How Do You Get Money Out of a Bond?

The only bond types available to retail investors will be vanilla bonds. This is how they work: Say you buy a bond with a par value of S$1,000, and the coupon (interest rate) is five per cent. The bond is for five years. This means you will get five per cent of S$1,000 (S$50) a year for five years, after which you will be paid the par value (S$1,000). In essence, you are loaning the company S$1,000 now, and getting back S$1,250 in five years. Note that the coupon is often paid semi-annually. In the above example, you might get S$25 every six months. If you were to use a fixed deposit, with a typical interest rate of 0.8 per cent, then at the five years your S$1,000 will only grow to around S$1,035.

Why Are Bonds Great for Retirees and Older Investors?

Unlike mutual funds or picking stocks, bonds provide a reliable fixed income stream. Shares do not always pay out dividends, as it depends on how well the company is performing. Likewise, mutual funds have volatile returns. As we get older, it becomes more important to focus on protecting our wealth instead of growing it. Bonds are one of the most important ways to do this, and many financial advisors will rebalance a portfolio to include more bonds than stocks after retirement. On the flip side, note that most financial advisors do not recommend heavy use of vanilla bonds for younger investors, who are in their 20s. This is because vanilla bonds may not cope with the rate of inflation, and the returns are low compared to stocks.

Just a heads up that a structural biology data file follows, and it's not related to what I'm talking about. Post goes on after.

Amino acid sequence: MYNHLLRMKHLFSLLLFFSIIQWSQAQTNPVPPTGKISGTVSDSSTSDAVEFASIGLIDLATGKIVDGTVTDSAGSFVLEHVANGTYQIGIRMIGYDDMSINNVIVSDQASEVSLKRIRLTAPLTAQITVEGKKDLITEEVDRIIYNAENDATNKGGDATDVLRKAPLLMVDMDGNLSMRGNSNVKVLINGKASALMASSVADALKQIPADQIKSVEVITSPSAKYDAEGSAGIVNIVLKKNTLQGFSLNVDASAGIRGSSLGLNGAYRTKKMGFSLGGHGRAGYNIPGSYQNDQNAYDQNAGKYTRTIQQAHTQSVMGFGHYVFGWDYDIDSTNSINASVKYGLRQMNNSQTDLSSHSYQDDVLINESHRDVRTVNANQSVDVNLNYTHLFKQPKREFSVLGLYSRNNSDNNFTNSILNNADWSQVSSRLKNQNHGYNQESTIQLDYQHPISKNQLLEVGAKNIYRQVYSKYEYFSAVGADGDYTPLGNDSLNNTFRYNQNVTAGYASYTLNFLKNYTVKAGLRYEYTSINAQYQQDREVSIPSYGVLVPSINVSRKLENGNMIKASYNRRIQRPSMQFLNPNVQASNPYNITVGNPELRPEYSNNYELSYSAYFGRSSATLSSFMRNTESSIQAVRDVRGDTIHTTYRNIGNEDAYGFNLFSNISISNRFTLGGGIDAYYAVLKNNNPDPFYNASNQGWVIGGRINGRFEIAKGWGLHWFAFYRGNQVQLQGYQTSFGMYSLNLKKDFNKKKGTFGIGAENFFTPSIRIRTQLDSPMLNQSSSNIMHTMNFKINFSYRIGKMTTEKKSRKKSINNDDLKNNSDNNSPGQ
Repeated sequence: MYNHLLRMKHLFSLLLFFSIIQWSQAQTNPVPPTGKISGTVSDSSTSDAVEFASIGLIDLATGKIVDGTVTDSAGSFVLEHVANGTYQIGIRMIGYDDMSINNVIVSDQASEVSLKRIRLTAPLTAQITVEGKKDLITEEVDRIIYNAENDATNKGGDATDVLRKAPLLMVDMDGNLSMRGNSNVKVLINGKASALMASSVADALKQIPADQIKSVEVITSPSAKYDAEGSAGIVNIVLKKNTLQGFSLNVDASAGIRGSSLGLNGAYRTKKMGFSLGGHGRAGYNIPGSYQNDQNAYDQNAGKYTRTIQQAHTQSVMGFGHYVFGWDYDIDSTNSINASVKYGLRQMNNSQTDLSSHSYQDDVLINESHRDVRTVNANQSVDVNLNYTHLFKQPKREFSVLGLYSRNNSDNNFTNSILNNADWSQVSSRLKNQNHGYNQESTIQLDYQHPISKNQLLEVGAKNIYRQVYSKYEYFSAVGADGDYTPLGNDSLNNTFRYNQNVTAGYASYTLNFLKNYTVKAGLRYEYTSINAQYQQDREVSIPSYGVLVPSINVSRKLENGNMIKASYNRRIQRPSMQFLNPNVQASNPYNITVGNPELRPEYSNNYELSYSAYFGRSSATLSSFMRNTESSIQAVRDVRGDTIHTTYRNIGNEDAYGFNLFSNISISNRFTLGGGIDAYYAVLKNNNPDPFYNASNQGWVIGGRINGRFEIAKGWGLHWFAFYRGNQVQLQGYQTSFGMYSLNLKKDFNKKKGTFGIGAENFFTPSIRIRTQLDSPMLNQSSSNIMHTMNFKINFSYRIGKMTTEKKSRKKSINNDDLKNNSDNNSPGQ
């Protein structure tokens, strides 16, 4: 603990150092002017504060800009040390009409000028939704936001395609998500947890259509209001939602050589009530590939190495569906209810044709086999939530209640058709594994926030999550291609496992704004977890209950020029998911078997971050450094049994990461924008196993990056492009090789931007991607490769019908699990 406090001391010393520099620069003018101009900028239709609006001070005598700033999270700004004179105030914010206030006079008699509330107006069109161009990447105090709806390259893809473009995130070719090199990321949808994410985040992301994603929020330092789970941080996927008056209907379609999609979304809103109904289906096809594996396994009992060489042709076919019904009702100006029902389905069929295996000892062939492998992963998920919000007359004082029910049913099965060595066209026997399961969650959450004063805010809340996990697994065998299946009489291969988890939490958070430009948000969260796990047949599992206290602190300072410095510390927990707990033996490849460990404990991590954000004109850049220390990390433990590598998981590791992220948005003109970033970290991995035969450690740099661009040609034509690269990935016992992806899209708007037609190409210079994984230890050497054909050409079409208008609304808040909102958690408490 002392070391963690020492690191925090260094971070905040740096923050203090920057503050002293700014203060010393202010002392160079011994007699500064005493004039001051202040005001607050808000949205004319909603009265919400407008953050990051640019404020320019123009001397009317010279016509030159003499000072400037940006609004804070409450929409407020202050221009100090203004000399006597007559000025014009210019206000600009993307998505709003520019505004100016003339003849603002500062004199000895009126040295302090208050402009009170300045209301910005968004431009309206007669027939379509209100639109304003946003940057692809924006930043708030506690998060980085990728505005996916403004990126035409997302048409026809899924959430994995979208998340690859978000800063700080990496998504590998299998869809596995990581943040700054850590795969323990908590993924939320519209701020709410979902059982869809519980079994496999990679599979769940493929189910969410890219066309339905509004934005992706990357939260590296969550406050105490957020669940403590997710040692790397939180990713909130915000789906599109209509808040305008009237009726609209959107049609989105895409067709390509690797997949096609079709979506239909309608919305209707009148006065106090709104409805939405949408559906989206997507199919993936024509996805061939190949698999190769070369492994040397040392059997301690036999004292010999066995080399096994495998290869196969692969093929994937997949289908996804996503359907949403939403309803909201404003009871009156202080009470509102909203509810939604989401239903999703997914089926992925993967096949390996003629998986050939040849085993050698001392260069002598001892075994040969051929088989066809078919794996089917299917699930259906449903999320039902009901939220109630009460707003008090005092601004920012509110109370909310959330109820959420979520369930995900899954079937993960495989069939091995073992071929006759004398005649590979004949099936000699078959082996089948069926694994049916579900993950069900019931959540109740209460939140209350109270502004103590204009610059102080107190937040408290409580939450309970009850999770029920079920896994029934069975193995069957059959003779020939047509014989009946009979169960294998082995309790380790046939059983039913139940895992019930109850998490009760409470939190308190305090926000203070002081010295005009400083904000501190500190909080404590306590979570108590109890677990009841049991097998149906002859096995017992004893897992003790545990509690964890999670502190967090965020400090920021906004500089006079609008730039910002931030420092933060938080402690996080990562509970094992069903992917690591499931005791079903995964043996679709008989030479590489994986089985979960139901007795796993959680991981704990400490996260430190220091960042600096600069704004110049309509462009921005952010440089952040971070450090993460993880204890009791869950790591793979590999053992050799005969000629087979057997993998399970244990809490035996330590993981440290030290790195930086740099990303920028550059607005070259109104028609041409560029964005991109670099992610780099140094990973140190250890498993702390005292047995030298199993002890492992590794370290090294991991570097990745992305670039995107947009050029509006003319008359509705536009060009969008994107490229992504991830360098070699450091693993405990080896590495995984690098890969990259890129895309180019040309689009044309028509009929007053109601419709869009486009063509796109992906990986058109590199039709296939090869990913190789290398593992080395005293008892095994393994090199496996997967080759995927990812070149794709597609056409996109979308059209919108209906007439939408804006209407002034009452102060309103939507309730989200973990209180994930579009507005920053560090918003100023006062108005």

But Are Corporate Bonds Safe?

Under the new MAS framework, the bonds are only available to the public after they have been bought by institutional investors (e.g. an insurance company) or other accredited investors for six months. This means that more professional investors will take the initial risk to determine if it’s safe. The bonds available to the public are also investment grade bonds. They are rated and tested by Credit Rating Agencies (CRAs), and are not speculative in nature (what we call “junk bonds”). That said, there are two main risks inherent in bonds. The first is inflation rate risk. S$500 today is worth much less than S$500 in the year 2050, as the cost of goods always rises. But because the payout and par value of a vanilla bond do not change, they do not rise with inflation. You may not be making enough money to provide for your retirement if you just rely on bonds. The second risk is default risk. There is a chance that the bond-issuer may go bankrupt, or be unable to fulfill its loan repayments. The chances of this happening are small when it comes to investment grade bonds, far less than one per cent. Investment grade bonds tend to come from large, well-established companies. Also, a bondholder is in a safer position than a shareholder. If the bond-issuer declares bankruptcy and is liquidated (which means all its assets are sold off), bondholders are paid before shareholders. Overall, the low risk posed by investment grade corporate bonds, coupled with an interest rate that beats the banks, will be of interest to older investors. Once the new bonds start filling the market, it may be a good idea to call your financial advisor and ask about them.

 [Article from SingSaver.com.sg]